Transforming students' beliefs: Developing employability skills and generative identities through the Integrative Knowledge Portfolio Process


  • Melissa R. Peet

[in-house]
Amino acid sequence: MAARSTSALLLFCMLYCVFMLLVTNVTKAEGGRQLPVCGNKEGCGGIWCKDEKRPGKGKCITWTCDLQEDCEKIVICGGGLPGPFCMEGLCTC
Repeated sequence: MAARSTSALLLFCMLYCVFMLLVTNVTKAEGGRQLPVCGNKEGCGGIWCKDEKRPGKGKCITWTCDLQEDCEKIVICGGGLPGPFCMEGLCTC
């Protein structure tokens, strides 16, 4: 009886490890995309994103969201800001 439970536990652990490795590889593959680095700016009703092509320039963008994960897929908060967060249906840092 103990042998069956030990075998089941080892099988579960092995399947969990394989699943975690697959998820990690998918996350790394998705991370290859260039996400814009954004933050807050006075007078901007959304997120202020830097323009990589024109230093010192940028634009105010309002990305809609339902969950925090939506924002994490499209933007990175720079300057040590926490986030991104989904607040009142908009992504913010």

While historically the pursuit of higher education has been viewed in a positive light, the previously unquestioned assumption that a college degree leads to success in work and life has been waning in recent years (Baum, Ma, & Payea, 2013). Fueled by criticisms from employers and politicians, a growing number of reports assert that today’s college graduates lack the basic skills needed to be effective in the workplace (Hart & Associates, 2013, 2015). They seem to be unprepared for the level of adaptability, persistence, and collaborative problem solving needed. Meanwhile, college students consistently struggle with not knowing how their academic knowledge connects to the rest of their lives. This disconnection not only leads some students to leave college without a degree, but it also leaves far too many college graduates unable to translate what they have learned in higher education into meaningful work and career aspirations.